Thus, there is a razor thin margin here, where indeed Clinton has more of a chance in a credentials fight than Donna Brazille's (incorrect) division of votes.  With the 25 DNC members, and 26.33 members still to be elected in future primaries, a majority on the credentials committee can be had by either candidate.  

The credentials committee will submit their majoity report to the convention floor, which will state who is credentialed and who is not. Further to the DNC rules (in the same document above, Sec VII, B, 2), a minority of the committee composed of only 20% of its membership may submit a minority report, which will be voted on at the convention floor, too.

Brazile: Hillary Clinton's "Credentials Committee" Threat Going Nowhere UPDATE II

Here is a link to the rules: (Sec VII., A 1, under "Standing Committees on Platform, Rules and Credentials of the 2008 Deomcratic National Convention")

by MediaFreeze 2008-04-04 05:21PM | 0 recs
Re: More grist for the mill...

I did read the diary on Kos, I think it is incorrect. As an example, the diary states: "each state elects their own credential committee members."

That is not correct.

Section VII(B)(1) of the Call provides: "The members of the standing committees allocated to the states and territories shall be elected by each state's National Convention Delegates ..."

The Delegates (Pledged and Super) determine membership on a states delegation to the Credentials Committee. It is simply not true that each state elects it own delegation to the Credentials Committee. (I assume the diarist on Kos means the state democratic party when he refers to "the state" as electing a state's delegation to the Credentials Committee. I am not sure. But if he means anything other the the delegates (Pledged and Super) from a state as electing that state's delegation to Credentials Committee, I beleive he is wrong.)

by ThompsonTOT 2008-04-04 05:33PM | 0 recs
"The Rules"

Doesn't this information, at a mimimum, put the lie to the facile and endlessly repeated Obama-supporter argument that "the rules" require that the Florida and Michigan delegations not be seated? There simply is no such "rule," as that word is normally understood. There was a provisional decision by the DNC, which everyone who mattered always understood was open to reconsideration by this Committee and/or the full Convention.

So, please, can we have a surcease of this constant bleating that "the rules" require this or that. They don't. And they never did. And both campaigns always knew that.

by freemansfarm 2008-04-04 05:43PM | 0 recs
Thank you

I've been saying that all along.  And here's another "talking point" to go along with the argument.

According to the Convention Rules, the name of the list of delegates derived from the primaries and caucuses that is sent to the Credentials Committee for its yea or nay is . . . The Temporary Roll.

Yes indeedy, "the rules" have always envisioned that the final decision on who to seat will be made at the Convention.  This is a feature, not a bug.  It has to be that way because, in normal times, the Convention does and must belong to the nominee, and the nominee must be able to muscle through whatever rules s/he wants at the Convention.  The Convention is the nominee's show, from pillar to post.  In normal times.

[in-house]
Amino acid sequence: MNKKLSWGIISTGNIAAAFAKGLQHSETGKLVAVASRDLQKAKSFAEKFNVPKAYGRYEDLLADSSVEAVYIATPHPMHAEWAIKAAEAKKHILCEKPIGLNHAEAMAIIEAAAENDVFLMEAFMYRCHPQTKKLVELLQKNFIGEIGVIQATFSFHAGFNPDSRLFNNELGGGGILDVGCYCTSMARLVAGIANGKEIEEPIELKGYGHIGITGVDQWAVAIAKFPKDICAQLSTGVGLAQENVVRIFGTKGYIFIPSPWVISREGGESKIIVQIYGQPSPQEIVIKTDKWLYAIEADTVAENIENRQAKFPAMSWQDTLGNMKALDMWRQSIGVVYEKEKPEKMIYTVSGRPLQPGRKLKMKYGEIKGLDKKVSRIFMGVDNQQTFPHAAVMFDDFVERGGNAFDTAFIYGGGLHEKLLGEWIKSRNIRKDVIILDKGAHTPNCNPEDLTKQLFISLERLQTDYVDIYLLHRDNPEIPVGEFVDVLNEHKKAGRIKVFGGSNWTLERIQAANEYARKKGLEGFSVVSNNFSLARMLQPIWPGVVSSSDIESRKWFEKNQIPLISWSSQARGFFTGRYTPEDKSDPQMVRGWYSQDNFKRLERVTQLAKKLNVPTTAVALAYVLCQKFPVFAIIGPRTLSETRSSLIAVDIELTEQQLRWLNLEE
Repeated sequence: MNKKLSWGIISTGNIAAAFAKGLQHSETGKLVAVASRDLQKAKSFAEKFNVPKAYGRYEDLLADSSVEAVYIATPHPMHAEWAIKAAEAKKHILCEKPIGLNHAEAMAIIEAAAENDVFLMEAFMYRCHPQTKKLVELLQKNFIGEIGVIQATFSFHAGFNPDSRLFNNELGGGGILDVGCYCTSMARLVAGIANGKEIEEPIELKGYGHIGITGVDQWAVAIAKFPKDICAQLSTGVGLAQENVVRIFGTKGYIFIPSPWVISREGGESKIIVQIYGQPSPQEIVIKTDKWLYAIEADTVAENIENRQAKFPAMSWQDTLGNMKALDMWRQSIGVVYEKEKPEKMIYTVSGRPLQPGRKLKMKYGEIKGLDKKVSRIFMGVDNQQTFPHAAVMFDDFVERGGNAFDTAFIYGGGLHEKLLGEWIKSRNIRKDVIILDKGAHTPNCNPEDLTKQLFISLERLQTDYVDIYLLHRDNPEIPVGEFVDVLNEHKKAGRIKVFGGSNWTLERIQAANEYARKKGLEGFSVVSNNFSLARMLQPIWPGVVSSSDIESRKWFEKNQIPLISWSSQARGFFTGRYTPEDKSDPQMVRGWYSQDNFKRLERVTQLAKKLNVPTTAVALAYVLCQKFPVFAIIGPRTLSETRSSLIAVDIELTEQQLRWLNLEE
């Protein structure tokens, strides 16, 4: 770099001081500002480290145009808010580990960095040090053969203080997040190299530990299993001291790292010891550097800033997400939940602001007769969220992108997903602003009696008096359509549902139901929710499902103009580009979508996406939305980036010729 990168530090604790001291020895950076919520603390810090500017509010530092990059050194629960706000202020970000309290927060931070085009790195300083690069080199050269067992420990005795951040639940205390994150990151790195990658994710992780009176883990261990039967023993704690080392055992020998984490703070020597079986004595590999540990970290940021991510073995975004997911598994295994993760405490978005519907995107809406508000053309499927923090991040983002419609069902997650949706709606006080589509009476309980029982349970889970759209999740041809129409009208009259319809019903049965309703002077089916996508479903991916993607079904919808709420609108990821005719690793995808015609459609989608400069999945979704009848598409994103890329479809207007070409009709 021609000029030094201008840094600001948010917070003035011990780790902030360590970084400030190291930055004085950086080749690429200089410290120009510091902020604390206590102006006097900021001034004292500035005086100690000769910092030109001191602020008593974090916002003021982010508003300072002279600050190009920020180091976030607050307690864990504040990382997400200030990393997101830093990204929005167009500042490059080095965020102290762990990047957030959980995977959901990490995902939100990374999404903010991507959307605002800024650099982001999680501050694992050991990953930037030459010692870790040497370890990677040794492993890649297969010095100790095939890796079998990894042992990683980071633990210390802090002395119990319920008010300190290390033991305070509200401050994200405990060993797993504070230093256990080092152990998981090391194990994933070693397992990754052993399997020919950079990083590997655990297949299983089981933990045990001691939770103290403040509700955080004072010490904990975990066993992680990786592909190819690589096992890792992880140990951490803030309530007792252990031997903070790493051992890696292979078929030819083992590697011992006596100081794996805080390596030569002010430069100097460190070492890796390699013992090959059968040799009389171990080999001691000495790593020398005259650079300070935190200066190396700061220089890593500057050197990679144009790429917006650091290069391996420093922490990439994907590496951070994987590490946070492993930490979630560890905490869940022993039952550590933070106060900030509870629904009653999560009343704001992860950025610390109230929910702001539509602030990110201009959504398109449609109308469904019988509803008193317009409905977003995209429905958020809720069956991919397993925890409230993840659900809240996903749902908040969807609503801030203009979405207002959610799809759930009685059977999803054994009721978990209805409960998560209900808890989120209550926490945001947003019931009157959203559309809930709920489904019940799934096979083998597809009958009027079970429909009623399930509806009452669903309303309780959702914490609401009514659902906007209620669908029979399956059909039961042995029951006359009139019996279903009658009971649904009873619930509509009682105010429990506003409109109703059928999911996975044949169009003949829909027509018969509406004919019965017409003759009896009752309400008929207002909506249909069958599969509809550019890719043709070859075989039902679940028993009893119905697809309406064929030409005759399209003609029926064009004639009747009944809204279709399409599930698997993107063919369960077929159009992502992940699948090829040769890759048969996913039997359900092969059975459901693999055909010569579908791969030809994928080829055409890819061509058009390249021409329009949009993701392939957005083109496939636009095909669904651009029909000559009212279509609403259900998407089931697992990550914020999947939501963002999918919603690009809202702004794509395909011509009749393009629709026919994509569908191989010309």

by Trickster 2008-04-04 07:00PM | 0 recs
Re: Can Clinton control the Credentials Committee?

In the upcoming states Clinton isn't likely to do well enough to go on to the convention. I think Clinton will concede before June.

by Lefty Coaster 2008-04-04 06:25PM | 0 recs
Re: Can Clinton control the Credentials Committee?

Doesn't it matter that Michigan and Florida violated the rules set down the by Democratic Party in having their primaries early? Doesn't it matter that all of the candidates, including Senator Clinton, agreed to honor the rules  and not campaign in those states? I hate the idea of not counting any one's vote, but there is the simple issue of fair play here. You can't just dismiss that. Perhaps you can game the convention and get around it, but to do so is ethically dishonest, and whoever does so should and will have to live with the consequences.

by mmdavis4 2008-04-04 06:33PM | 0 recs
Re: Can Clinton control the Credentials Committee?

So also did NH, SC, and IA violate the rules, and that was easily enough dismissed.

by Jerome Armstrong 2008-04-05 08:00AM | 0 recs
Re: Can Clinton control the Credentials Committee?

The MI and FL members of the Credentials Committee are not stripped of their membership to the Credentials Committee, however they have to abstain on the vote for their own state so MI gets to vote on FL delegates and FL on MI delegates to be seated.

This was according to Howard Dean in an interview last week or the week before.

I'm not a lawyer either and not too sure many lawyers specialize in DNC rules so can't say if your figures are flawed, but they look about right to me other than MI and FL.

by Justwords 2008-04-04 08:54PM | 0 recs
Re: Can Clinton control the Credentials Committee?

The more talk about the credentials committee there is, the more superdelegates will rally to Obama and make the argument worthless as the delegates will be able to be seated without effecting anything.  Do you think the Democratic Party wants a vicious floor fight 2 months before the election?

by thezzyzx 2008-04-05 04:27AM | 0 recs